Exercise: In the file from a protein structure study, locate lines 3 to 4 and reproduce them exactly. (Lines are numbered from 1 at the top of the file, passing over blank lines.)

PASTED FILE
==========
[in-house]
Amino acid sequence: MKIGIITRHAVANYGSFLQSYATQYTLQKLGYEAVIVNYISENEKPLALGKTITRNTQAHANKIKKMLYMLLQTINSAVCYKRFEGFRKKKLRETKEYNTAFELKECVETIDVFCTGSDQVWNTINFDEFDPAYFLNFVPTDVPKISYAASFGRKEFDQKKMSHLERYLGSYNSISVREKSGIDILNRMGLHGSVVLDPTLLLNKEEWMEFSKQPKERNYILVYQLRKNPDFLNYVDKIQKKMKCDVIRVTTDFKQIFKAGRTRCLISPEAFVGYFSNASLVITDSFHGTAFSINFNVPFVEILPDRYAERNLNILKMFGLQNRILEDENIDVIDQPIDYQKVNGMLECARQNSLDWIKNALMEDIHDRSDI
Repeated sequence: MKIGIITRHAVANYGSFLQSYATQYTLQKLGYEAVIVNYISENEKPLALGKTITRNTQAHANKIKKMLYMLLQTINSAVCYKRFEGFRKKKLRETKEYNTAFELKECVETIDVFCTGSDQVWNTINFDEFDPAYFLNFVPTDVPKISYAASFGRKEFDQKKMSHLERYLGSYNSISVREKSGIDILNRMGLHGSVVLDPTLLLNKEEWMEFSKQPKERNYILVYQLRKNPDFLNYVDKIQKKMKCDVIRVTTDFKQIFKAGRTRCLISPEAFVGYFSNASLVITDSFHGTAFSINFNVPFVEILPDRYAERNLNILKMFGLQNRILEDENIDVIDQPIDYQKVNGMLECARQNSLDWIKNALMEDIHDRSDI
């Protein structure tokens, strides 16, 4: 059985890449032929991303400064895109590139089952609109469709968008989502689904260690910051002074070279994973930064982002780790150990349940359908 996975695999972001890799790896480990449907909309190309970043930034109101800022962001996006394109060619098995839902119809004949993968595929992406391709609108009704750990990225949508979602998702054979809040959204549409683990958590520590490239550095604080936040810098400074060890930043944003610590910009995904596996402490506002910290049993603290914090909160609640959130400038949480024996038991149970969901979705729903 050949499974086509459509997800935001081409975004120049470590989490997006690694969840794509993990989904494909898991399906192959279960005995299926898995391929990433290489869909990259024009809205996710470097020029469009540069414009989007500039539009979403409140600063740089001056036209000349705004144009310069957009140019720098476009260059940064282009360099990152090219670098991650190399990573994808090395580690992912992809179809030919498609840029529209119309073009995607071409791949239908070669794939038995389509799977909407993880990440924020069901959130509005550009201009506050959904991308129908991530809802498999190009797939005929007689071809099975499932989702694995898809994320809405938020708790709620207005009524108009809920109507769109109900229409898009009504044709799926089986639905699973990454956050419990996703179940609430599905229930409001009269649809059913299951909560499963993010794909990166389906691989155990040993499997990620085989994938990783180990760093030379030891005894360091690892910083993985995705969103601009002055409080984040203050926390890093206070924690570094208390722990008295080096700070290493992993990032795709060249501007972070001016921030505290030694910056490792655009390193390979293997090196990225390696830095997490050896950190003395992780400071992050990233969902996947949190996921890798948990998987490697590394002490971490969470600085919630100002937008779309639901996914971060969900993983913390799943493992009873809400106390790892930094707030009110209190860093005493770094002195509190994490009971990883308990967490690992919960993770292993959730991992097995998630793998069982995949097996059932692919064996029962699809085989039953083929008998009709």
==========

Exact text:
Repeated sequence: MKIGIITRHAVANYGSFLQSYATQYTLQKLGYEAVIVNYISENEKPLALGKTITRNTQAHANKIKKMLYMLLQTINSAVCYKRFEGFRKKKLRETKEYNTAFELKECVETIDVFCTGSDQVWNTINFDEFDPAYFLNFVPTDVPKISYAASFGRKEFDQKKMSHLERYLGSYNSISVREKSGIDILNRMGLHGSVVLDPTLLLNKEEWMEFSKQPKERNYILVYQLRKNPDFLNYVDKIQKKMKCDVIRVTTDFKQIFKAGRTRCLISPEAFVGYFSNASLVITDSFHGTAFSINFNVPFVEILPDRYAERNLNILKMFGLQNRILEDENIDVIDQPIDYQKVNGMLECARQNSLDWIKNALMEDIHDRSDI
């Protein structure tokens, strides 16, 4: 059985890449032929991303400064895109590139089952609109469709968008989502689904260690910051002074070279994973930064982002780790150990349940359908 996975695999972001890799790896480990449907909309190309970043930034109101800022962001996006394109060619098995839902119809004949993968595929992406391709609108009704750990990225949508979602998702054979809040959204549409683990958590520590490239550095604080936040810098400074060890930043944003610590910009995904596996402490506002910290049993603290914090909160609640959130400038949480024996038991149970969901979705729903 050949499974086509459509997800935001081409975004120049470590989490997006690694969840794509993990989904494909898991399906192959279960005995299926898995391929990433290489869909990259024009809205996710470097020029469009540069414009989007500039539009979403409140600063740089001056036209000349705004144009310069957009140019720098476009260059940064282009360099990152090219670098991650190399990573994808090395580690992912992809179809030919498609840029529209119309073009995607071409791949239908070669794939038995389509799977909407993880990440924020069901959130509005550009201009506050959904991308129908991530809802498999190009797939005929007689071809099975499932989702694995898809994320809405938020708790709620207005009524108009809920109507769109109900229409898009009504044709799926089986639905699973990454956050419990996703179940609430599905229930409001009269649809059913299951909560499963993010794909990166389906691989155990040993499997990620085989994938990783180990760093030379030891005894360091690892910083993985995705969103601009002055409080984040203050926390890093206070924690570094208390722990008295080096700070290493992993990032795709060249501007972070001016921030505290030694910056490792655009390193390979293997090196990225390696830095997490050896950190003395992780400071992050990233969902996947949190996921890798948990998987490697590394002490971490969470600085919630100002937008779309639901996914971060969900993983913390799943493992009873809400106390790892930094707030009110209190860093005493770094002195509190994490009971990883308990967490690992919960993770292993959730991992097995998630793998069982995949097996059932692919064996029962699809085989039953083929008998009709």